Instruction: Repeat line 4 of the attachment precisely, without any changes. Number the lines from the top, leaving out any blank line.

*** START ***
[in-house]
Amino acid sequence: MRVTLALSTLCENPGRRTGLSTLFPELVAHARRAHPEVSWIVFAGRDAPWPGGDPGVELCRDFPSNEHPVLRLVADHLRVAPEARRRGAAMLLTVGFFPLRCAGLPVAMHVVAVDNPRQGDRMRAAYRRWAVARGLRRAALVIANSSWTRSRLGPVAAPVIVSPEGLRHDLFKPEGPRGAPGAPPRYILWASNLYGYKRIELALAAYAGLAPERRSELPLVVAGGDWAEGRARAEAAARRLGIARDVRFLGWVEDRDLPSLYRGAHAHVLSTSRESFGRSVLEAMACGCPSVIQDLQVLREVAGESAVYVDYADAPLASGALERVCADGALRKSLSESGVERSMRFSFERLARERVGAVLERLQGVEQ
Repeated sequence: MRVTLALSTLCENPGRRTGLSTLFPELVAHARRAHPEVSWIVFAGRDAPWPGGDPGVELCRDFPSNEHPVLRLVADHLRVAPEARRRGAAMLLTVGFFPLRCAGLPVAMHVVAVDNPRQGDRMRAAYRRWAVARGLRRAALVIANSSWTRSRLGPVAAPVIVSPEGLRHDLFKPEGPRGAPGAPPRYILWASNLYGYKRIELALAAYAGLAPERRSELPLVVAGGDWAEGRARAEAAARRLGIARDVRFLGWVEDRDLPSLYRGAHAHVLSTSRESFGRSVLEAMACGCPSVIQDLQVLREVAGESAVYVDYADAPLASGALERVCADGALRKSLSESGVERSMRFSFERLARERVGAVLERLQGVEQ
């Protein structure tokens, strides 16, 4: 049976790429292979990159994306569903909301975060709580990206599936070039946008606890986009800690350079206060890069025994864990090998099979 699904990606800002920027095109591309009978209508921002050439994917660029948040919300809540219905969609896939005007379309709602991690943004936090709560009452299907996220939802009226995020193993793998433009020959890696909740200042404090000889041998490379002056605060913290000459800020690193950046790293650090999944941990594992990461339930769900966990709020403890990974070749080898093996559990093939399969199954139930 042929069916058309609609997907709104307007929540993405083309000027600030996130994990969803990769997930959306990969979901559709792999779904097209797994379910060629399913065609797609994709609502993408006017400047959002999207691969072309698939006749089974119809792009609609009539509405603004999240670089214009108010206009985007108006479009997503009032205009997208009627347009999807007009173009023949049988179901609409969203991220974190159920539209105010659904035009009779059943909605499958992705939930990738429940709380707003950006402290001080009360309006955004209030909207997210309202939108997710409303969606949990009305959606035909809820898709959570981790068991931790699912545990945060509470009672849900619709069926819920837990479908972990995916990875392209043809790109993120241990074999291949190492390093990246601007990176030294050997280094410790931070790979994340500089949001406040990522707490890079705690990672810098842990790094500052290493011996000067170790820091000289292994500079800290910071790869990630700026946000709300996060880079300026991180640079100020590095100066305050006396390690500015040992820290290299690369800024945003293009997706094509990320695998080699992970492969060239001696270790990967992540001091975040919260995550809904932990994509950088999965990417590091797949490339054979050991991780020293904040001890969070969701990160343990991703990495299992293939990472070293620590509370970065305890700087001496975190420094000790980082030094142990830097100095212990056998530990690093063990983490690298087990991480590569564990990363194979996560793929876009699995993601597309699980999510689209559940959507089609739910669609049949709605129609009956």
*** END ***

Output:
């Protein structure tokens, strides 16, 4: 049976790429292979990159994306569903909301975060709580990206599936070039946008606890986009800690350079206060890069025994864990090998099979 699904990606800002920027095109591309009978209508921002050439994917660029948040919300809540219905969609896939005007379309709602991690943004936090709560009452299907996220939802009226995020193993793998433009020959890696909740200042404090000889041998490379002056605060913290000459800020690193950046790293650090999944941990594992990461339930769900966990709020403890990974070749080898093996559990093939399969199954139930 042929069916058309609609997907709104307007929540993405083309000027600030996130994990969803990769997930959306990969979901559709792999779904097209797994379910060629399913065609797609994709609502993408006017400047959002999207691969072309698939006749089974119809792009609609009539509405603004999240670089214009108010206009985007108006479009997503009032205009997208009627347009999807007009173009023949049988179901609409969203991220974190159920539209105010659904035009009779059943909605499958992705939930990738429940709380707003950006402290001080009360309006955004209030909207997210309202939108997710409303969606949990009305959606035909809820898709959570981790068991931790699912545990945060509470009672849900619709069926819920837990479908972990995916990875392209043809790109993120241990074999291949190492390093990246601007990176030294050997280094410790931070790979994340500089949001406040990522707490890079705690990672810098842990790094500052290493011996000067170790820091000289292994500079800290910071790869990630700026946000709300996060880079300026991180640079100020590095100066305050006396390690500015040992820290290299690369800024945003293009997706094509990320695998080699992970492969060239001696270790990967992540001091975040919260995550809904932990994509950088999965990417590091797949490339054979050991991780020293904040001890969070969701990160343990991703990495299992293939990472070293620590509370970065305890700087001496975190420094000790980082030094142990830097100095212990056998530990690093063990983490690298087990991480590569564990990363194979996560793929876009699995993601597309699980999510689209559940959507089609739910669609049949709605129609009956």